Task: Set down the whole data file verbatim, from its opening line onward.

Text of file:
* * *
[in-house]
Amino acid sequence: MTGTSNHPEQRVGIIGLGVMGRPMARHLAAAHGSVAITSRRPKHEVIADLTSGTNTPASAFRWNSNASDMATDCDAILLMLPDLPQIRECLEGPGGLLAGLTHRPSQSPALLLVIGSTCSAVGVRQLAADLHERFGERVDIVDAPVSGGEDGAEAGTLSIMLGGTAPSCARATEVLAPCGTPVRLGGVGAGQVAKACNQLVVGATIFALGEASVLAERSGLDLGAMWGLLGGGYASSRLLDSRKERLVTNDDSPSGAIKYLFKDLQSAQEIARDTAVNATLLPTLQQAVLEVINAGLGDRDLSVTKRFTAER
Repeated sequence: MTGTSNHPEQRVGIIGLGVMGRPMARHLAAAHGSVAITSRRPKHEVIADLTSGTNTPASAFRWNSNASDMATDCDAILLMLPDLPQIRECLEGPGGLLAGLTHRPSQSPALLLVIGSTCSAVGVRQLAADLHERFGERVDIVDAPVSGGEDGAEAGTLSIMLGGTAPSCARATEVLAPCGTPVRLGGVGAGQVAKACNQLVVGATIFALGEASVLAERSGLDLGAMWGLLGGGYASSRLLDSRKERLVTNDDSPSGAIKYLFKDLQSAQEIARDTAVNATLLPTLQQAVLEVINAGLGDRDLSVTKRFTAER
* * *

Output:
[in-house]
Amino acid sequence: MTGTSNHPEQRVGIIGLGVMGRPMARHLAAAHGSVAITSRRPKHEVIADLTSGTNTPASAFRWNSNASDMATDCDAILLMLPDLPQIRECLEGPGGLLAGLTHRPSQSPALLLVIGSTCSAVGVRQLAADLHERFGERVDIVDAPVSGGEDGAEAGTLSIMLGGTAPSCARATEVLAPCGTPVRLGGVGAGQVAKACNQLVVGATIFALGEASVLAERSGLDLGAMWGLLGGGYASSRLLDSRKERLVTNDDSPSGAIKYLFKDLQSAQEIARDTAVNATLLPTLQQAVLEVINAGLGDRDLSVTKRFTAER
Repeated sequence: MTGTSNHPEQRVGIIGLGVMGRPMARHLAAAHGSVAITSRRPKHEVIADLTSGTNTPASAFRWNSNASDMATDCDAILLMLPDLPQIRECLEGPGGLLAGLTHRPSQSPALLLVIGSTCSAVGVRQLAADLHERFGERVDIVDAPVSGGEDGAEAGTLSIMLGGTAPSCARATEVLAPCGTPVRLGGVGAGQVAKACNQLVVGATIFALGEASVLAERSGLDLGAMWGLLGGGYASSRLLDSRKERLVTNDDSPSGAIKYLFKDLQSAQEIARDTAVNATLLPTLQQAVLEVINAGLGDRDLSVTKRFTAER